Protecting Elvis

This work of historical fiction centers around three women who have been indelibly shaped by Elvis Presley, both his music and the man himself.

This second novel by Morgan (One August Day, 2013), set in the Southern United States during the 1970s, is organized in three distinct sections, each chronicling the story of a different woman whose life has been heavily influenced by Elvis. They include Velis Emerson, the agoraphobic secretary of the rock star’s Tupelo, Mississippi, fan club; Priscilla Johnson, a nurse whose brief acquaintance with the singer disrupts her personal life; and Notary Midgette, a longtime domestic worker at Graceland in Memphis, compelled to seek her employer’s help when her wayward son becomes involved with criminals. The three main sections are punctuated by interludes in the imagined voice of Elvis’ “Satnin Mama,” Gladys Love Smith Presley. The three women’s stories are situated in the context of the musician’s personal troubles during the final years of his life: the toxic lackeys around him, prescription drug abuse, the loss of his beloved mother, and the devastating end of his marriage. The novel explores the role of Christian faith in times of hardship through the struggles of the rock legend as well as those of Velis, Priscilla, and Notary. Through the lens of these women’s admiration for Elvis (and their speculation about his private life), Morgan deftly explores the universal difficulties of all kinds of relationships: within families, among friends, between lovers. While each of the three women’s stories ends on a cliffhanger, a final section that centers on the public reaction to the artist’s death provides resolution for each of them. The novel benefits from its engaging, sympathetic portrayal of three unique women; Elvis may be the center of gravity around which they orbit, but the stories of Velis, Priscilla, and Notary should plant a mark on readers and leave many wanting to know more. The tale’s careful structure also deepens the sense of reflection and refraction among the characters, calling attention to the universality of the challenges they face as well as their specificity.  A subtle, affecting glimpse into the lives of a trio of singular women molded by the works and personal character of a rock icon.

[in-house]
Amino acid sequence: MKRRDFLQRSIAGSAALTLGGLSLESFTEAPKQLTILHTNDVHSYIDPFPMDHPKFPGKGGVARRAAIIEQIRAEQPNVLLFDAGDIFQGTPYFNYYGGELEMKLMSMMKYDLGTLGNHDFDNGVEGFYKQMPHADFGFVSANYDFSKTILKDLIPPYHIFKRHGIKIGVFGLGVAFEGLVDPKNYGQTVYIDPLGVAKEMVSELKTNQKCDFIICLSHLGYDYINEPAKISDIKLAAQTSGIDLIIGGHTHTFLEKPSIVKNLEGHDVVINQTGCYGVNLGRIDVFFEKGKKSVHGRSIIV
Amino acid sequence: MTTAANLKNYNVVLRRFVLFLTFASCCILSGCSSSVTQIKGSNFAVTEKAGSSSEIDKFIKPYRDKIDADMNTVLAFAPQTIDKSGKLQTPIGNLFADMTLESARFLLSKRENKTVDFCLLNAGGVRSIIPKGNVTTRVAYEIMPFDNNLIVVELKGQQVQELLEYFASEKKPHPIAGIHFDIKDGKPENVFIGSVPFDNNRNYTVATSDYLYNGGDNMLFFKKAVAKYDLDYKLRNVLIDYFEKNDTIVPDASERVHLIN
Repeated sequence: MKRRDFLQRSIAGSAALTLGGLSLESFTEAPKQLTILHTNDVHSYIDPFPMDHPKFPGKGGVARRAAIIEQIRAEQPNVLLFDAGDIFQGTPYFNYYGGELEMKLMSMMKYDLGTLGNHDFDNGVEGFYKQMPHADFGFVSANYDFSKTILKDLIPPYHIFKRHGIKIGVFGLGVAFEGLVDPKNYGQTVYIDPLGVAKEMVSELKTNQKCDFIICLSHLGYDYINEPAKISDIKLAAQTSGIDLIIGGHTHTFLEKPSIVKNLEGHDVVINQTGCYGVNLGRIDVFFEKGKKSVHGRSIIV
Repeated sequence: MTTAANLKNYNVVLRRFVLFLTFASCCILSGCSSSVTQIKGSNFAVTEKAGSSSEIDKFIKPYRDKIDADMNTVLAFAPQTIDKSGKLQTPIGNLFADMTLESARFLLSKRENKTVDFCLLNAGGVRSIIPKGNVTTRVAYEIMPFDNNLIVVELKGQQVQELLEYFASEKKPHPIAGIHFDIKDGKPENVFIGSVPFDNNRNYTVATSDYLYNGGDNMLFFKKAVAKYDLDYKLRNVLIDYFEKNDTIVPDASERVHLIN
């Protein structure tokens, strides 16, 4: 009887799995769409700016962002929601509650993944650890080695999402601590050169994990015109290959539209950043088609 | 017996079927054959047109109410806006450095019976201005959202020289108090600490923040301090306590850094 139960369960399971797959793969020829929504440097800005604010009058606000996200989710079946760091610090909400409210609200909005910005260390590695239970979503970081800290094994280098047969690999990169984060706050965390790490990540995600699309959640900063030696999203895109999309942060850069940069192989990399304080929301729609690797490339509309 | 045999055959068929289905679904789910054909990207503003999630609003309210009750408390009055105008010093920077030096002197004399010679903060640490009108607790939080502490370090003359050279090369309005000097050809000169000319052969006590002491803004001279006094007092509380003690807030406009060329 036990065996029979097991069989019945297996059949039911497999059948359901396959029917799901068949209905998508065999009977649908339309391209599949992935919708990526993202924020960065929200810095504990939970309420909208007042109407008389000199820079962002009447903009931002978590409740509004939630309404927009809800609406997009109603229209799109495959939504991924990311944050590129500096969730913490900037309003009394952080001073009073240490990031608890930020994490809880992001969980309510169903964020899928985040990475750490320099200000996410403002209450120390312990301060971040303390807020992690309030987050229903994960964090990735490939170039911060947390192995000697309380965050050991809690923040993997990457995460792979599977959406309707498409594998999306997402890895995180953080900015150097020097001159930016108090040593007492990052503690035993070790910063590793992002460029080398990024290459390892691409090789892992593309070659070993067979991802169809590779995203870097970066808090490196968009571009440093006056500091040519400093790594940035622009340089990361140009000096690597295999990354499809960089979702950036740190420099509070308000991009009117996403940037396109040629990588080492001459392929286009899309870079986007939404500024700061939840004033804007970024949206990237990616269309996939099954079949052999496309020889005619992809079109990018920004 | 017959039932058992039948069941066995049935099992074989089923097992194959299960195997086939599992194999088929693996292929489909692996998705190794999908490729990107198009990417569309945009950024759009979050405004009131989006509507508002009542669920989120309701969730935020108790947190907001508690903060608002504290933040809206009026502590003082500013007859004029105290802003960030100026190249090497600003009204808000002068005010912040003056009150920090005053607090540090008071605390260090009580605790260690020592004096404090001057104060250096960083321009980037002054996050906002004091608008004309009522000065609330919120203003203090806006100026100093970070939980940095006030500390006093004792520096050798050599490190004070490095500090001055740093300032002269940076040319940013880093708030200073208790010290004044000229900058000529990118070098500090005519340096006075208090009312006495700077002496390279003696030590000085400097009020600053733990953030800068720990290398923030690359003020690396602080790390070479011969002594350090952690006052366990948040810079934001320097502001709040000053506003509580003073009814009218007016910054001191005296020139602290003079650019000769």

Pub Date: July 4, 2013

ISBN: 978-1-4944-6006-8

Page Count: 280

Publisher: CreateSpace

Review Posted Online: Oct. 19, 2016

Kirkus Reviews Issue: Nov. 15, 2016

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A strict report, worthy of sympathy.


A violent surfacing of adolescence (which has little in common with Tarkington's earlier, broadly comic, Seventeen) has a compulsive impact.